by Megan Amal
Editor’s note: At AFO we strive to show the intersection between art and activism, and also all the struggle and affirmation of life that come from these activities. I am delighted that one of our staff writers, Megan, has let us inside her vulnerable and thoughtful creative process through this Dance-A-Day Diary. Megan shows us what it feels like to keep engaging with your art. It’s messy, it’s dull, it’s a struggle, it’s wrought with expectation and anxiety, it’s joy, it’s strange, and it’s often surprising what you end up with.
For the year of 2016 I made a plan to dance every day, record it, and share it online. My goals were to ensure my creative output, use the internet, transform my understanding of the passage of time, and become less precious about the work I produce. In the first months of this project I met goals and lagged behind, I’ve felt proud and felt ashamed, and I have danced erryday.
I made this daily commitment because, as a recent graduate and someone new to the big city, I’m often anxious to make the “right” choices in my time. I no longer have an institution tracking my progress and organizing the application of my knowledge and passion. When I moved to Chicago, in September of 2015, I was lucky enough to quickly find paid work dancing and teaching, but I still felt seriously adrift.
At the new year, after a few months of hustlin’ and bad weather, I decided to make a dance erryday for 2016. Now, a few more months into living in Chicago, I’ve made over 100 dances. Here are some of the videos for you to check out.
At the start of this project I was at home in Florida. On this day, I was watching reality stars talk about the Real Housewives of Atlanta while I danced and then spent hours and hours editing this video and ignoring my family and friends.
Back in Chicago on a warm-ish day. My confidence was growing but I still needed frequent and effusive reassurance. I was starting to think about what the overall mass of videos would reflect about me and began to think critically about my movement style and its cultural connections.
It's still snowing. I spent the day watching Kendrick Lamar videos, listening to Woody Guthrie, and crying because I can’t afford Beyonce tickets. Spending the day staring into the internet always leaves me rough and anxious, mad and sad, and super uncertain.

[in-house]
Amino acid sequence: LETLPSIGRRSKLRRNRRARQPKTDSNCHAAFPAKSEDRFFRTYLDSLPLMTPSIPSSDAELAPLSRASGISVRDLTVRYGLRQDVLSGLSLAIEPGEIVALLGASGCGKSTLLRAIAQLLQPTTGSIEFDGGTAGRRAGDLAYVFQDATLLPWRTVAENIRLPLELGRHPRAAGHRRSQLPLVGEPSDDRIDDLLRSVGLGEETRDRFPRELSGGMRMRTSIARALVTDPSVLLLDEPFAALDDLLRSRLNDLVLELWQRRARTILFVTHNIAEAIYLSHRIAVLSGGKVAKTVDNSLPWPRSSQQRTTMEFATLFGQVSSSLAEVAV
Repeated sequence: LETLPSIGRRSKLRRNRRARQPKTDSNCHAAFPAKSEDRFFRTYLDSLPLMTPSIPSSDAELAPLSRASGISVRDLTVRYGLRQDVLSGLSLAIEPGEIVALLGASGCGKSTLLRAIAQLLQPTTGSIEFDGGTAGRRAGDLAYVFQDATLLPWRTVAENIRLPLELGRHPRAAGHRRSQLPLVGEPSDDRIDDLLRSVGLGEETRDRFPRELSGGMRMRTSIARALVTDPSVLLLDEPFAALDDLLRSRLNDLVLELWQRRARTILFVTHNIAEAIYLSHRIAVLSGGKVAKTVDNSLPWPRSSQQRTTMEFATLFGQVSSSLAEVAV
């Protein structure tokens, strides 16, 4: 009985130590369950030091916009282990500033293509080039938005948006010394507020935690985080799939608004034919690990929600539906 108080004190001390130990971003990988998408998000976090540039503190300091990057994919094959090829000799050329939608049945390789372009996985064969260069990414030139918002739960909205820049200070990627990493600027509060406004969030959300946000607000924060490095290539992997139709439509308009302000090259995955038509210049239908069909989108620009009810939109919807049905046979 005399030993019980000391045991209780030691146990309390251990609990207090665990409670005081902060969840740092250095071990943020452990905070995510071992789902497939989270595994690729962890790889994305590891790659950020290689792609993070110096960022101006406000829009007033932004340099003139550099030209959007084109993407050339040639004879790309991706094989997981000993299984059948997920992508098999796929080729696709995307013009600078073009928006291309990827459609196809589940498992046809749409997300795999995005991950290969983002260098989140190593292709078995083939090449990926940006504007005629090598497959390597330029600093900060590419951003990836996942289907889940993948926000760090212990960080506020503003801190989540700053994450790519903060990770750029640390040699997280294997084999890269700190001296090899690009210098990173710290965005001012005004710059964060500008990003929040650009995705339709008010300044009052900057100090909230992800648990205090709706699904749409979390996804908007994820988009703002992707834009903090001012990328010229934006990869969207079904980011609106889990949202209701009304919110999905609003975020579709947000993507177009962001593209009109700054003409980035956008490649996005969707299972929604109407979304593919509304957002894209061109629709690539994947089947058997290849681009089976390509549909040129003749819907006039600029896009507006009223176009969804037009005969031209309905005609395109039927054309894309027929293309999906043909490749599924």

February is cold and dark all the time.
Had a satisfying day of being a dancer and teacher. I worked hard on a solo at rehearsal and that made me feel alive and full of body and mind. It was my birthday and the sun was shining! I did a sun salutation for every year I had lived and I was happy.
This day I was recovering from the flu and had to cancel a performance. I felt really sad and sorta out of control. I made some calmness for myself by dancin’ and standin’ and sippin’ some tea.
Still sick but I put on lipstick so I became strong. Rossy was working all day. I adventured a bit in search of a new backpack to buy with my birthday money. People stare at me so much.
I filmed this dance while waiting at a stop light and while waiting for my class to arrive at an elementary school where I teach creative movement. I was filming, dancing, and editing with ease.
These are some morning rituals. I don’t do all of them every day, but I do some of them each day, depending on what I need. Making time each day to care for myself and to pursue physical goals has become essential to my creative and personal well-being. I rarely dance in the early morning but I regularly use this time to connect with my body and my mind.
At the start of this project I was full of nerves and fear. But as I progressed, there were many days where I felt so chill about it that I didn’t make my dance until the next day. This project became a comfort, rhythm in my life, something I knew I was doing for me. Something that, when I felt adrift like I did after leaving school, I could reflect on and use to feel grounded. It’s also true that some days this project felt like a burden. Sometimes, I would look at the dances I made and feel that the quality was poor, or that my taste was misguided. Or on other days, it would feel simply like a chore.
Honoring the ebbs and flows of my creative drive mirrors my first experiences of the seasons here in Chicago. I am coming to a greater awareness of the cycles of our earth, our bodies, and our minds. As this year of dancing continues I will adjust my goals and priorities as my needs and desires shift. I will continue to strive towards transparency with myself. I will continue to transform. I will keep dancin’.
For a longer look, you can find more of Megan’s work in her Tumblr.
Or write to her at firstname.lastname@example.org